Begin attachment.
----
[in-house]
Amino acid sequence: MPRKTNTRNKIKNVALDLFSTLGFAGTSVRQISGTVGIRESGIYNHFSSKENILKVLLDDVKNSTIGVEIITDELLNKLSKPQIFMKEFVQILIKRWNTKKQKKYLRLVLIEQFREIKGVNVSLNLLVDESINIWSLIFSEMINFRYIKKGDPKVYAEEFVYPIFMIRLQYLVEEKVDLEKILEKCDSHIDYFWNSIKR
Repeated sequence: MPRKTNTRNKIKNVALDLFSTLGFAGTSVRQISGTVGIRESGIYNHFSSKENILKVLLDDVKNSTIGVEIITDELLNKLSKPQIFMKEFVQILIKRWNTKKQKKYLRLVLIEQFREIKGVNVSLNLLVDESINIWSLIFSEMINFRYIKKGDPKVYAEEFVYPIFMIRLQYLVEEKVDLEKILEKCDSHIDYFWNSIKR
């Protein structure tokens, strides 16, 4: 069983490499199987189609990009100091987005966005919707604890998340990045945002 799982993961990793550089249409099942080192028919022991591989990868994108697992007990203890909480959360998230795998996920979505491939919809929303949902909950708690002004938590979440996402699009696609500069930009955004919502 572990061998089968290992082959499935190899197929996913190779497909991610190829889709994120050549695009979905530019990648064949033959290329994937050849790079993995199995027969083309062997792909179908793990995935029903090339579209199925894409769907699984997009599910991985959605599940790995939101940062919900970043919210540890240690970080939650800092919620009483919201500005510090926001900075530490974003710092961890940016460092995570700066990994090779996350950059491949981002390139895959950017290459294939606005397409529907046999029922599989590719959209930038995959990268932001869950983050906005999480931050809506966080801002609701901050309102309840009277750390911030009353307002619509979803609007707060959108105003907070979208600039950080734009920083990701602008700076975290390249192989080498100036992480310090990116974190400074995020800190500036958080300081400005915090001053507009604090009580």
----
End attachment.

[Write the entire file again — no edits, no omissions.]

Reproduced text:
[in-house]
Amino acid sequence: MPRKTNTRNKIKNVALDLFSTLGFAGTSVRQISGTVGIRESGIYNHFSSKENILKVLLDDVKNSTIGVEIITDELLNKLSKPQIFMKEFVQILIKRWNTKKQKKYLRLVLIEQFREIKGVNVSLNLLVDESINIWSLIFSEMINFRYIKKGDPKVYAEEFVYPIFMIRLQYLVEEKVDLEKILEKCDSHIDYFWNSIKR
Repeated sequence: MPRKTNTRNKIKNVALDLFSTLGFAGTSVRQISGTVGIRESGIYNHFSSKENILKVLLDDVKNSTIGVEIITDELLNKLSKPQIFMKEFVQILIKRWNTKKQKKYLRLVLIEQFREIKGVNVSLNLLVDESINIWSLIFSEMINFRYIKKGDPKVYAEEFVYPIFMIRLQYLVEEKVDLEKILEKCDSHIDYFWNSIKR
């Protein structure tokens, strides 16, 4: 069983490499199987189609990009100091987005966005919707604890998340990045945002 799982993961990793550089249409099942080192028919022991591989990868994108697992007990203890909480959360998230795998996920979505491939919809929303949902909950708690002004938590979440996402699009696609500069930009955004919502 572990061998089968290992082959499935190899197929996913190779497909991610190829889709994120050549695009979905530019990648064949033959290329994937050849790079993995199995027969083309062997792909179908793990995935029903090339579209199925894409769907699984997009599910991985959605599940790995939101940062919900970043919210540890240690970080939650800092919620009483919201500005510090926001900075530490974003710092961890940016460092995570700066990994090779996350950059491949981002390139895959950017290459294939606005397409529907046999029922599989590719959209930038995959990268932001869950983050906005999480931050809506966080801002609701901050309102309840009277750390911030009353307002619509979803609007707060959108105003907070979208600039950080734009920083990701602008700076975290390249192989080498100036992480310090990116974190400074995020800190500036958080300081400005915090001053507009604090009580």